Alexander Carpenter is rather skeptical about this computation because the levelized cost represents the amount that nuclear energy would have to sold for to just break even.  I believe that the break-even price includes all obligatory payments to investors and lenders.  We don't care if the industry makes a profit or not; but, if it does make a profit, the additional energy consumption of those who earn it must be charged to the technology.  This is accounted for by the price.  The energy associated with every single component of the price including the taxes collected must be reflected appropriately in the energy investment term.
This, then, is a slightly edited version of my reply to him on the America 2.0 forum:

Rather than re-send the post I sent earlier tonight from the wrong email account, I would like to ask Alexander to take a moment to read this carefully.  Obviously, he has a great deal to contribute to this discussion; but, I am not interested in ROI.  I may not understand what GDP means nowadays; so, I will tell you what I think it means with the hope of being corrected if I am behind the times: GDP is supposed to be the sum total of  all goods and services purveyed and purchased domestically during a given year.  It is the flow of money through the economy as in Odum's famous diagram, which was first rendered when the US GDP was only 1.4 trillion USD/year.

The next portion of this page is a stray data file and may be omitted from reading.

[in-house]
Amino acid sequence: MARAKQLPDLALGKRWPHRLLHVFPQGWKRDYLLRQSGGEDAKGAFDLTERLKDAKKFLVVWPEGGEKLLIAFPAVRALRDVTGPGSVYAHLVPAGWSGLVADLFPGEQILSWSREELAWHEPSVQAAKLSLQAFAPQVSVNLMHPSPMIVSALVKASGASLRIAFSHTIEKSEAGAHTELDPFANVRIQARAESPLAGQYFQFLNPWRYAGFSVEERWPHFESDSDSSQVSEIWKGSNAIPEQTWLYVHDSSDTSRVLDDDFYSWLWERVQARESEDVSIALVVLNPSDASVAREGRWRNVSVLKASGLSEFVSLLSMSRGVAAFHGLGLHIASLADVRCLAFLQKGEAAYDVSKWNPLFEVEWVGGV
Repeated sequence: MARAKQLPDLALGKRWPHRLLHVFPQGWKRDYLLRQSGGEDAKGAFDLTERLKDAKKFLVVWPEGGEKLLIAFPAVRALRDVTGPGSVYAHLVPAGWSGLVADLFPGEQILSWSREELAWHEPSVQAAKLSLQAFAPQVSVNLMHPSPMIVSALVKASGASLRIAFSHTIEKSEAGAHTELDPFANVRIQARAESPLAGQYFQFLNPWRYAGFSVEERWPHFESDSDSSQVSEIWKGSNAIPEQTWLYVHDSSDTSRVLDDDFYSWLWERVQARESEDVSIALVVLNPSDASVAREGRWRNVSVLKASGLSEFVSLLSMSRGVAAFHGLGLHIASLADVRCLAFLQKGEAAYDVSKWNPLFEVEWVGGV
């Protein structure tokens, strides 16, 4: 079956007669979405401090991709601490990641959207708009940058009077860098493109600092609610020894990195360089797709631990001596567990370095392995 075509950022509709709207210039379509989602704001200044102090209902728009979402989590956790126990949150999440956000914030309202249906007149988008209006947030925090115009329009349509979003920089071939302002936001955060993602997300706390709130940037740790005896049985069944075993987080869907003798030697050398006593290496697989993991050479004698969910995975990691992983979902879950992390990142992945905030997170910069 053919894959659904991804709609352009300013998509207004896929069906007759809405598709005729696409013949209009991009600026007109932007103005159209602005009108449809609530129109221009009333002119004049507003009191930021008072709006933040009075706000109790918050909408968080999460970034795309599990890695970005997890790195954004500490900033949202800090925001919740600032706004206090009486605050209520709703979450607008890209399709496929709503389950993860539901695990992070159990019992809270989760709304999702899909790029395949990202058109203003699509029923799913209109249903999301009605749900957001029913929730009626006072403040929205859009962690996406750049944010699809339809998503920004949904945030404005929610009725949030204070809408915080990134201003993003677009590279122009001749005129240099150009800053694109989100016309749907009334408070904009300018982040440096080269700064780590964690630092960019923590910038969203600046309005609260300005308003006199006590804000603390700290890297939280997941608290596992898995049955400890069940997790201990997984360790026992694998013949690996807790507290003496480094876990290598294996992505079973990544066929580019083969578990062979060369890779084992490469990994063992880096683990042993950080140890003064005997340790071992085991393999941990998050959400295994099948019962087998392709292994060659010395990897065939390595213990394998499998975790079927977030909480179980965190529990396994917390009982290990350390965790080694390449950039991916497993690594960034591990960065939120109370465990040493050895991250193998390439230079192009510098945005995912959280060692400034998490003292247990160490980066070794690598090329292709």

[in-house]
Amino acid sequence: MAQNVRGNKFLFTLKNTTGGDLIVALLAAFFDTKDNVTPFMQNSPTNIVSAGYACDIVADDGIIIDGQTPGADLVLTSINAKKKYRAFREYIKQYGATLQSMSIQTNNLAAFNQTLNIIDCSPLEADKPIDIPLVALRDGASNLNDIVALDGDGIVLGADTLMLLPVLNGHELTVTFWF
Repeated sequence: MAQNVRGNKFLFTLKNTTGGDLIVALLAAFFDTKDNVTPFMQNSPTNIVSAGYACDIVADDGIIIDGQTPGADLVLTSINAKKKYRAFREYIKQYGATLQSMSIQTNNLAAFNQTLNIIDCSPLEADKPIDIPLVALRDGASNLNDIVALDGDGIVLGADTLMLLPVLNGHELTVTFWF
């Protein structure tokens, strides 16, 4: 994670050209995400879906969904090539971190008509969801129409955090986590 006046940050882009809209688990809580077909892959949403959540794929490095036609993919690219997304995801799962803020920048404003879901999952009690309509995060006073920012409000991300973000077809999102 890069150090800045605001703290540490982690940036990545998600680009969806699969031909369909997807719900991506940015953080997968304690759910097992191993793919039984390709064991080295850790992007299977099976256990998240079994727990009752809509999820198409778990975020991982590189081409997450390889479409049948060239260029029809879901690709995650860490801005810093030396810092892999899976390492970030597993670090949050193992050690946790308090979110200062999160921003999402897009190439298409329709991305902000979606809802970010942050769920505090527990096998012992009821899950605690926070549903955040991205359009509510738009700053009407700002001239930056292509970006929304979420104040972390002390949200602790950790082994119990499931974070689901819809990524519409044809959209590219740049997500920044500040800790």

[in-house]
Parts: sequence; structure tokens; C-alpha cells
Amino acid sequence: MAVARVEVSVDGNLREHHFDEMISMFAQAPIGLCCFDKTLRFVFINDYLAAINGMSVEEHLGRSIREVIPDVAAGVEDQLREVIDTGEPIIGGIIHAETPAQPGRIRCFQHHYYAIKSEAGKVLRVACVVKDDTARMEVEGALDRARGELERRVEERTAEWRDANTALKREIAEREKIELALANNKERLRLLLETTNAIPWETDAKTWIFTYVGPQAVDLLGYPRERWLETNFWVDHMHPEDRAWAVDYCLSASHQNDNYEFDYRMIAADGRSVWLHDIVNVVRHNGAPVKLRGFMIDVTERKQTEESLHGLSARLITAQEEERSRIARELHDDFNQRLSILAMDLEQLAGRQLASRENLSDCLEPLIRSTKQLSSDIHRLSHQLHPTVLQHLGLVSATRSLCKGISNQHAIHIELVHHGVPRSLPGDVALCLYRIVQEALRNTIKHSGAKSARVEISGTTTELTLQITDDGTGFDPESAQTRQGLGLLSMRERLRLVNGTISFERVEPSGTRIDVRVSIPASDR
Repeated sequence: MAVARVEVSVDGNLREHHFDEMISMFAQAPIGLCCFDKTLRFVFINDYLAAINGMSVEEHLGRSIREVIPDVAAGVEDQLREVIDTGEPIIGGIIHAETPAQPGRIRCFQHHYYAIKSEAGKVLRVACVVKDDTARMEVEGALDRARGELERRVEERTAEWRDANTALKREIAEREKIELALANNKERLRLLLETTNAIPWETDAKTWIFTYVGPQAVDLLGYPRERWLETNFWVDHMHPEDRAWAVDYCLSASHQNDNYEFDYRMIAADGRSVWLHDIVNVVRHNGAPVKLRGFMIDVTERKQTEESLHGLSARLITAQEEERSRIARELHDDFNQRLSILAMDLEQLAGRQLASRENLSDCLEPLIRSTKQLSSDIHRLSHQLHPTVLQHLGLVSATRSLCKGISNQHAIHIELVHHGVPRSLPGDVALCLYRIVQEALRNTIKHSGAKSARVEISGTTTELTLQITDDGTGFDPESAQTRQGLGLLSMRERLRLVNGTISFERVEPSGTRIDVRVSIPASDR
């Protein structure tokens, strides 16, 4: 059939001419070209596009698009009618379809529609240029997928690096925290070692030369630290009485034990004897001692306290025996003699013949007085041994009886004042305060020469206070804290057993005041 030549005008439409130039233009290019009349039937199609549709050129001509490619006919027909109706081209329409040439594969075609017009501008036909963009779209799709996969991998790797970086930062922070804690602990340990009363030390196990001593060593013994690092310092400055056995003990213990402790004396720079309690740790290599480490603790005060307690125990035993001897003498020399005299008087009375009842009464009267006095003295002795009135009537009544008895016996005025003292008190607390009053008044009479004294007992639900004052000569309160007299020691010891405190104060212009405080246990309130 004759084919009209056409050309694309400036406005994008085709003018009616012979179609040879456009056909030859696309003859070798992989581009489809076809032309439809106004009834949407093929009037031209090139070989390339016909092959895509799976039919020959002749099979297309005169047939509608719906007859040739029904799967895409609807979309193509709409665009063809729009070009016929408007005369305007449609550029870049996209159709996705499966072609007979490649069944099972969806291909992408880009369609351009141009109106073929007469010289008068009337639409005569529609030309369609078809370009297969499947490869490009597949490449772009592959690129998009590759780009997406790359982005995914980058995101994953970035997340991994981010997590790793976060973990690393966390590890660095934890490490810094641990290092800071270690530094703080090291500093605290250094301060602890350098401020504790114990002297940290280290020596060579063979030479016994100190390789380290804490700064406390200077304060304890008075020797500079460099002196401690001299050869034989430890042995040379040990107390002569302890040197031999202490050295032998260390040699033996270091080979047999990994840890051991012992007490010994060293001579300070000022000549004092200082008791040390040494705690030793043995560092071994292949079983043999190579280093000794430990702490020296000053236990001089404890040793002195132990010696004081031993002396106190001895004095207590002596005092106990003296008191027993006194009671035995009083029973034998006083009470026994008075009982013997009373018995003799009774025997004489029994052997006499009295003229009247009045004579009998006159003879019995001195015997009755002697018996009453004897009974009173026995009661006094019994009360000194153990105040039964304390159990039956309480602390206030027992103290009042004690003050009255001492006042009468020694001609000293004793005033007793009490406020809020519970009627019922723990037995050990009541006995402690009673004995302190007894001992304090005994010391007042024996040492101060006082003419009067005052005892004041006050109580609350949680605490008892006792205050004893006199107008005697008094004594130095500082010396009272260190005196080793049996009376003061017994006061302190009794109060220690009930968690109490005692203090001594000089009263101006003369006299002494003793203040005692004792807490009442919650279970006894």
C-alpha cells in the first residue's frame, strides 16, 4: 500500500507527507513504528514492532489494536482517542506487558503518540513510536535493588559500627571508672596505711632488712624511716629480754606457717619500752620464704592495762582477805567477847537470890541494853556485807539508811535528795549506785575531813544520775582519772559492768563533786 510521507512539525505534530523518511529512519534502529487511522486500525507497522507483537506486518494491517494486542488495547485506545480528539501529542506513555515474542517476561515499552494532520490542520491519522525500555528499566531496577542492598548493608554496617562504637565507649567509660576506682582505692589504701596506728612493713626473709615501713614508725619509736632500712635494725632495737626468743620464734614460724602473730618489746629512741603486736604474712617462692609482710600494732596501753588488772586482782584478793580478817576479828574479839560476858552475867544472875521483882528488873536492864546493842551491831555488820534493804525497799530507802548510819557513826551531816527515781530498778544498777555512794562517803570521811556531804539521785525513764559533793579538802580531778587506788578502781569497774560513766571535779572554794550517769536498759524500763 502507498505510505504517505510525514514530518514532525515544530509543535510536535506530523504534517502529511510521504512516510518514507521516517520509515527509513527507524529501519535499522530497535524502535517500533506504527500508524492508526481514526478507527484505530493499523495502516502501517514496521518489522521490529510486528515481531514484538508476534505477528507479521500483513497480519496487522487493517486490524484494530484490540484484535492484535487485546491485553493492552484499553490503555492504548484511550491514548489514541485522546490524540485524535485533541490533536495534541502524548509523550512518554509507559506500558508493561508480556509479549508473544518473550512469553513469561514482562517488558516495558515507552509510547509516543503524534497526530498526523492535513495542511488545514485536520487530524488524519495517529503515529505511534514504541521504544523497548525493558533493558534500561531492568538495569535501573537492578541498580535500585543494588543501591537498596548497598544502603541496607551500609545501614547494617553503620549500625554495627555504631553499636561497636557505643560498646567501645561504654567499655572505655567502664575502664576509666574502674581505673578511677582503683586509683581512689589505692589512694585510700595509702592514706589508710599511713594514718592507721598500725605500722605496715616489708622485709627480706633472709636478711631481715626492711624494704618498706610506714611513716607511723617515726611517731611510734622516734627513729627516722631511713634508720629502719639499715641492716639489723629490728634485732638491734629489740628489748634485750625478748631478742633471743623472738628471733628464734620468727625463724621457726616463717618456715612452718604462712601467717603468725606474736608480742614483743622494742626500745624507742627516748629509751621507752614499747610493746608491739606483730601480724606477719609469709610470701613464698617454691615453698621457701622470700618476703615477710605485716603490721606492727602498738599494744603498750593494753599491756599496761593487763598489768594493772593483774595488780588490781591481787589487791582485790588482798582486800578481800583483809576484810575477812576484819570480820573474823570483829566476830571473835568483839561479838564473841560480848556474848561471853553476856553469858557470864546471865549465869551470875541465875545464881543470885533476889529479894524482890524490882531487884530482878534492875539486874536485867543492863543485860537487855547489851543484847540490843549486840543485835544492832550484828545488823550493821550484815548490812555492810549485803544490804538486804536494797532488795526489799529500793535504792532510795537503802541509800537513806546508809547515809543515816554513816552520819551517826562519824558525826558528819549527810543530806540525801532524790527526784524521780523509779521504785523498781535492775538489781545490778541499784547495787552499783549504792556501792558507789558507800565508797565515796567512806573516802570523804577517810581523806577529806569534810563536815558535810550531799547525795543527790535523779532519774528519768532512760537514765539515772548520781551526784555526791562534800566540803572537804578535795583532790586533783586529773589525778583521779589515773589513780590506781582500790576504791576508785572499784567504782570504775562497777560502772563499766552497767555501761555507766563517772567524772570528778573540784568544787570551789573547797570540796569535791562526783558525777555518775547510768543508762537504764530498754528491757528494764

Next, I need to be sure what the levelized cost is and how it is intended to be used.  I think that's where Alexander got the idea that I am after ROI.  I think I should use the average price to the consumer regardless of sector because this is how much money enters the economy when one kilowatt-hour of electricty is sold regardless of origin.  This was 0.1045 USD according to http://www.eia.gov/electricity/monthly/epm_table_grapher.cfm?t=epmt_5_6_a which is assumed to be a reliable source of raw historical data.  In my experience, these bureaus are staffed by serious, competent people who would rather not be pushed around by unscrupulous businessmen.  I don't think these people are much influenced by political pressure, which is exerted much farther downstream in the dissemination of data.  Are they not tenured?  I have had serious discussions with the people who supply my data and they have had a lot to teach me.  In addition, they seem to be pleased to show the general public how useful they are. It doesn't matter to us if the average price to the consumer is affected by subsidies; however, since it does not reflect things like environmental reparations that should be done but are not done, the figure I come up with delineates feasibility rather than sustainability as I defined these terms at http://eroei.blogspot.com/ in the post of August 14th, 2013.  Finally, I believe we are in agreement on the total energy budget, E.  The ratio of E to GDP is the quantity of energy flow through the economy counter-current to one USD of monetary flow. The new value of ERoEI is higher, then, by the ratio of levelized cost to the average price to the consumer or 0.108/0.1045 X 5.4 =  5.6.  This result is subject to the determination that 1 KWH(e) is really 1 KWH and not a third of a kilowatt-hour, the electric energy generated by the expenditure of 1 KWH of fuel at the conventional power plant.  I would like some input on that question.